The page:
Exhibition dates: 15 April – 31 August 2015
This unique panorama includes exhibits that, as visible and tangible elements, form the very essence of theatre: costumes, adornments and masks. From Indian theatre costumes to Japanese nô kimonos and masks, and from Peking opera dresses to South-East Asian shadow theatre, an entire world of deities, animals and characters is brought to life.
The exhibition explores the epic and dramatic aspects that characterise the immense variety of different Asian theatrical productions. The earliest theatrical representations that have been preserved are the terracotta funeral substitutes – minqi – showing dancers and acrobats dating from the Chinese Han era (206 BC – 220 AD). The exhibition culminates with a contemporary interpretation of theatrical traditions through an astonishing presentation of Itchiku Kubota landscape kimonos in which the costume becomes an important element of stage design.
A large barong – a light-framed lion dressed in textiles or paper – welcomes visitors to the exhibition among silhouettes of modern Asian architecture, expressing the capacity for adaptation and reinvention of these ancient traditions that are still very much alive.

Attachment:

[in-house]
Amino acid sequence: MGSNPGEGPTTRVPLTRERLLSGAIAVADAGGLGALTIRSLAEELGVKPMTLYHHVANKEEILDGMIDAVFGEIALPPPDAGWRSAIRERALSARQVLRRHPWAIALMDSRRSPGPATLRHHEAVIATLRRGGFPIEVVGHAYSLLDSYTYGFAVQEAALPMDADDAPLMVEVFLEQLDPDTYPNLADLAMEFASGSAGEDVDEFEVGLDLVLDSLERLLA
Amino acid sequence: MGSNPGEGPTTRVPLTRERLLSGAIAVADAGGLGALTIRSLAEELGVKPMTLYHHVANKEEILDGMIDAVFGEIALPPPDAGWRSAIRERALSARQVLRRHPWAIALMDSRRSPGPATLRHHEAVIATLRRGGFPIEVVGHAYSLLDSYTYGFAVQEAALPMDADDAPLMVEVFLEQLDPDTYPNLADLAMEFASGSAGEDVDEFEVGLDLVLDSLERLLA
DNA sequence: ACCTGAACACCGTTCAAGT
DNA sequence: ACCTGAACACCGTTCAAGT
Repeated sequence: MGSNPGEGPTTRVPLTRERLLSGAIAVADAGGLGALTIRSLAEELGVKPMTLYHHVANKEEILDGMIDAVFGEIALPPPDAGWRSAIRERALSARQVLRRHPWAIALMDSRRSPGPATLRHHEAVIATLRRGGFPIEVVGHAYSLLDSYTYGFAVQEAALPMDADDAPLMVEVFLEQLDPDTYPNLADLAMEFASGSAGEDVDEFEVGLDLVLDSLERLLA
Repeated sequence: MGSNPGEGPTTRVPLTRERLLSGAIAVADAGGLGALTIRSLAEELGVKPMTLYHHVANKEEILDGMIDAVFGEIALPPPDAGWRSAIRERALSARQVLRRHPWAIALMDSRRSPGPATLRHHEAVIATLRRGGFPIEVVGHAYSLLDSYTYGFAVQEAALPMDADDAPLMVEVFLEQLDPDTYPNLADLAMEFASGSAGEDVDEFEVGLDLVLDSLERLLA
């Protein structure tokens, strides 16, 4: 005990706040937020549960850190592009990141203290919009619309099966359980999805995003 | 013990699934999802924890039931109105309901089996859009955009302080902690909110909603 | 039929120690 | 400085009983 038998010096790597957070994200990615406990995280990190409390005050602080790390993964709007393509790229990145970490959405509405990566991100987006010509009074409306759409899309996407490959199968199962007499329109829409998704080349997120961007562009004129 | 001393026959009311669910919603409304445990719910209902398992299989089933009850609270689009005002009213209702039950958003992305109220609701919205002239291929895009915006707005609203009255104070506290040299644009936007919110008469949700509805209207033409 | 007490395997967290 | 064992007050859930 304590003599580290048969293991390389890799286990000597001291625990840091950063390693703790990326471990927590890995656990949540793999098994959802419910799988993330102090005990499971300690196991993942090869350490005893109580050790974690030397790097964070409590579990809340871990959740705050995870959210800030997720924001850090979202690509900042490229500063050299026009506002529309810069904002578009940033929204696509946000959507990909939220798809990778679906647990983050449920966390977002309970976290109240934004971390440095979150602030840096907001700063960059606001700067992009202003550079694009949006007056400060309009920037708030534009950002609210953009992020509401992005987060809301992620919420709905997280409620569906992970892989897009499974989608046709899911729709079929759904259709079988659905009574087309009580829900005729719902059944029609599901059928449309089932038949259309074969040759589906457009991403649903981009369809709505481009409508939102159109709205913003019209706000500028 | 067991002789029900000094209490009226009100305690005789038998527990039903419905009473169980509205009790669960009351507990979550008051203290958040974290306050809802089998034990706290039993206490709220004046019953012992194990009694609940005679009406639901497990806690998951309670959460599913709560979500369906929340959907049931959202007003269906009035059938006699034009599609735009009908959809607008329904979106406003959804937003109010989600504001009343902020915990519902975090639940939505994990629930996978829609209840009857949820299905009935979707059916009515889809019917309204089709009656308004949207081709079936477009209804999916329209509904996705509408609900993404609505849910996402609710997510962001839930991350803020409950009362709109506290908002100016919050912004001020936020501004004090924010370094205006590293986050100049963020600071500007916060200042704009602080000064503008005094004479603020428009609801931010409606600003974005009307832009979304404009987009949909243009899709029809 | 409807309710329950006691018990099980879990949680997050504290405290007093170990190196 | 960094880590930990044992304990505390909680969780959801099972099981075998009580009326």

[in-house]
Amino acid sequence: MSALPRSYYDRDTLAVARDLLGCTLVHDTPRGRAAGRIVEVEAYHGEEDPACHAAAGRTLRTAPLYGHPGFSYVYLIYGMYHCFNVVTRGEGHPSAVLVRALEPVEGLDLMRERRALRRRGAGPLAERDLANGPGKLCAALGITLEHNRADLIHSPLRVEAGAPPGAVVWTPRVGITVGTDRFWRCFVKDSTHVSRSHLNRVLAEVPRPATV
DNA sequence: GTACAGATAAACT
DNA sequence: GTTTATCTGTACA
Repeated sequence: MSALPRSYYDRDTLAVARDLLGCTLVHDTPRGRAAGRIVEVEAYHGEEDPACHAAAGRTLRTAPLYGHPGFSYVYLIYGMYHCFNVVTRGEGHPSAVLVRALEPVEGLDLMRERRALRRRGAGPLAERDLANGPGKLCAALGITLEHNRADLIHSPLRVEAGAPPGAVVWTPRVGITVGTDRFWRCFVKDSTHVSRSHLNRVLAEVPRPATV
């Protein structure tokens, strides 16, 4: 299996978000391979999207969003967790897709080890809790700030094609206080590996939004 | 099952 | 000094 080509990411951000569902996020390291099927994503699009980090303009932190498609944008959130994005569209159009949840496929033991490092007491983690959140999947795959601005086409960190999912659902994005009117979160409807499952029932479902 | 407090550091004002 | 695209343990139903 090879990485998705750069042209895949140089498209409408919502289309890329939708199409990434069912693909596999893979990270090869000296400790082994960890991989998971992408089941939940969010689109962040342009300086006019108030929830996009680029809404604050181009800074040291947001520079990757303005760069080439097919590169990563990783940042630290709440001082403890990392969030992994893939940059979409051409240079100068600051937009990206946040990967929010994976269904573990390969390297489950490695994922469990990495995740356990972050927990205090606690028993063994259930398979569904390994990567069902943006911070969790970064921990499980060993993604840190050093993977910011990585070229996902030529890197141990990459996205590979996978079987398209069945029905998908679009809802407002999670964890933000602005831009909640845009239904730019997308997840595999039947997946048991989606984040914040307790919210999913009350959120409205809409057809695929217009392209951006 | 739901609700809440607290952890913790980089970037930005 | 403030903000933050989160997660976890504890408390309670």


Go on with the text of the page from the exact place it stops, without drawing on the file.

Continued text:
A large number of theatrical performances, including song and dance, will be presented in the museum’s auditorium. Besides screenings of the founding epics Ramayana and Mahabharata, a diverse programme of films and documentaries will be on offer. Mata Hari, who in 1905 performed Brahmin dances in the old library of the Musée Guimet, transformed into a small Hindu temple, before a distinguished audience of stunned orientalists, will be celebrated in the exhibition as well as through a documentary and two fiction films. The famous Chinese opera, The Peony Pavilion, will be screened in its full-length version over three days.
For more information, visit the website of the Musée Guimet, Paris.